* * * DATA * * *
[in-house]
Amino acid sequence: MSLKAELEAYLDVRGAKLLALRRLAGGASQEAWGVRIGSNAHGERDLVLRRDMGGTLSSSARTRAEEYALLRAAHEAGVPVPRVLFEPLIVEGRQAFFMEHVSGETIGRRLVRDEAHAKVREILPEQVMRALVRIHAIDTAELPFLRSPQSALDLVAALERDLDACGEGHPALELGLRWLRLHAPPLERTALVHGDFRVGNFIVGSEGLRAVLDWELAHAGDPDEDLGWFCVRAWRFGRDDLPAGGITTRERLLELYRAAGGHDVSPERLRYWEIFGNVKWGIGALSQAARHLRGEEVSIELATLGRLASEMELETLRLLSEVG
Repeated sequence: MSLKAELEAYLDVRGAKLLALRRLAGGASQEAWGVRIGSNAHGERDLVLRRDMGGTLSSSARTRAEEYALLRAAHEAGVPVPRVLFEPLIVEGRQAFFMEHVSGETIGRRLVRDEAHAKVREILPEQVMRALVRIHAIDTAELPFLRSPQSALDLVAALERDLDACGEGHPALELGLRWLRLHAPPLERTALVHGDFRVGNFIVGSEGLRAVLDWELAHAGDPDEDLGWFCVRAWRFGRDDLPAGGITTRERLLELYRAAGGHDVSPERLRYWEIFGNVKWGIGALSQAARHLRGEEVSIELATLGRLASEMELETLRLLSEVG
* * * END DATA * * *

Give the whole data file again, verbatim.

[in-house]
Amino acid sequence: MSLKAELEAYLDVRGAKLLALRRLAGGASQEAWGVRIGSNAHGERDLVLRRDMGGTLSSSARTRAEEYALLRAAHEAGVPVPRVLFEPLIVEGRQAFFMEHVSGETIGRRLVRDEAHAKVREILPEQVMRALVRIHAIDTAELPFLRSPQSALDLVAALERDLDACGEGHPALELGLRWLRLHAPPLERTALVHGDFRVGNFIVGSEGLRAVLDWELAHAGDPDEDLGWFCVRAWRFGRDDLPAGGITTRERLLELYRAAGGHDVSPERLRYWEIFGNVKWGIGALSQAARHLRGEEVSIELATLGRLASEMELETLRLLSEVG
Repeated sequence: MSLKAELEAYLDVRGAKLLALRRLAGGASQEAWGVRIGSNAHGERDLVLRRDMGGTLSSSARTRAEEYALLRAAHEAGVPVPRVLFEPLIVEGRQAFFMEHVSGETIGRRLVRDEAHAKVREILPEQVMRALVRIHAIDTAELPFLRSPQSALDLVAALERDLDACGEGHPALELGLRWLRLHAPPLERTALVHGDFRVGNFIVGSEGLRAVLDWELAHAGDPDEDLGWFCVRAWRFGRDDLPAGGITTRERLLELYRAAGGHDVSPERLRYWEIFGNVKWGIGALSQAARHLRGEEVSIELATLGRLASEMELETLRLLSEVG